In other words, half the union motions to Labour Party conference, and, maybe, from next year, three out of four of them, are controlled by committees which are sealed off from rank and file opinion short of an epochal upheaval in the unions. The fourth motion is the GMB's, and other features of the GMB's structure and low level of branch activity mean that this fourth motion is not much subject to rank and file influence either.
Unions where the membership has more political say, like the CWU, have no chance of putting motions to Labour Party conference. They can do things like re-targeting their contributions to Labour Party funds - for example, sponsoring only those Labour MPs and candidates who back basic union policies - and the RMT did that before it was disaffiliated by the Labour Party. But they can have a decisive influence only by spurring the bigger unions into activity.
Many unions not affiliated to the Labour Party have political funds.
Before 1910 trade unions contributed to the Labour Party directly out of their general funds. A court judgement that year made it illegal, and since 1913 the unions have had to run separate "political funds" and allow members to opt out from contributing to those funds.
In 1927 the law was changed to require trade-unionists to opt in to contributing, and in 1946 it was changed back to opt-out. In 1984 the Tories brought in a new law requiring the unions to ballot their members every ten years about continuing their political funds.
The Tories must have hoped that this would lead to many political funds being shut down. In fact, every ballot has gone in favour of continuing the political funds, and several unions have started new political funds (partly because the 1984 Act also compelled unions to pay for all political campaigning, not just party-political stuff, from political funds).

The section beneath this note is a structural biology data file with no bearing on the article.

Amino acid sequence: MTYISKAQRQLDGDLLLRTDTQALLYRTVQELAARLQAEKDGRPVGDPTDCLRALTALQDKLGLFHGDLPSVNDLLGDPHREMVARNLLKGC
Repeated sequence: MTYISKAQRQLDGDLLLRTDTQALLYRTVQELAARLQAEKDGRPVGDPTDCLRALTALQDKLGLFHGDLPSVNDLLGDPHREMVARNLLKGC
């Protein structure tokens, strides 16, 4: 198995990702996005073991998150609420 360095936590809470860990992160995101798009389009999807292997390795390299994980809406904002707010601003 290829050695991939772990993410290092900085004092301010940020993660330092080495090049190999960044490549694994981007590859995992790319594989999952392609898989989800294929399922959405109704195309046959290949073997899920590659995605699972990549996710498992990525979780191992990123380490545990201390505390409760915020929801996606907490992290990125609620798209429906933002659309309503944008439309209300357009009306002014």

As for the four biggest unions outside the Labour Party, NUT (360,000 members), PCS (320,000), NASUWT (200,000), and UCU (120,000) - UCU and NASUWT have political funds, and NUT and PCS have voted to set up political funds. In none, not even the leftish PCS, is affiliating to the Labour Party, or any proposal to make the union party-politically active, even a starter.
RMT was disaffiliated by the Labour Party on the pretext that its Scottish region had affiliated also to the Scottish Socialist Party. RMT has now stopped that SSP affiliation, but there is neither will on the part of the RMT leadership to campaign for readmission to the Labour Party, nor any wish on the part of the Labour Party leadership to readmit.
The FBU disaffiliated from the Labour Party after its pay dispute in 2002-3. Both FBU and RMT retain links with the Labour left by their affiliation to the Labour Representation Committee.
Between about 2001 and 2003 there was a flurry of speculation on the left that a number of unions might disaffiliate from Labour and maybe even create a left-wing alternative. In fact RMT and FBU have done nothing very coherent politically since their disaffiliation.
A number of unions supported Ken Livingstone for London mayor against the official Labour candidate in 2000 without any reprisals from the Labour Party, and a good number of local union branches have supported independent working-class socialist election candidates against New Labour without reprisals.
But disaffiliation is not a live issue in the big unions (partly, but not only, because of the structures in Unison and Amicus which make it very difficult to raise any such questions). The idea has been debated repeatedly in CWU, and clearly defeated in favour of a policy of using the union's clout as best as possible within the Labour structures. The challenge is to get that policy carried out!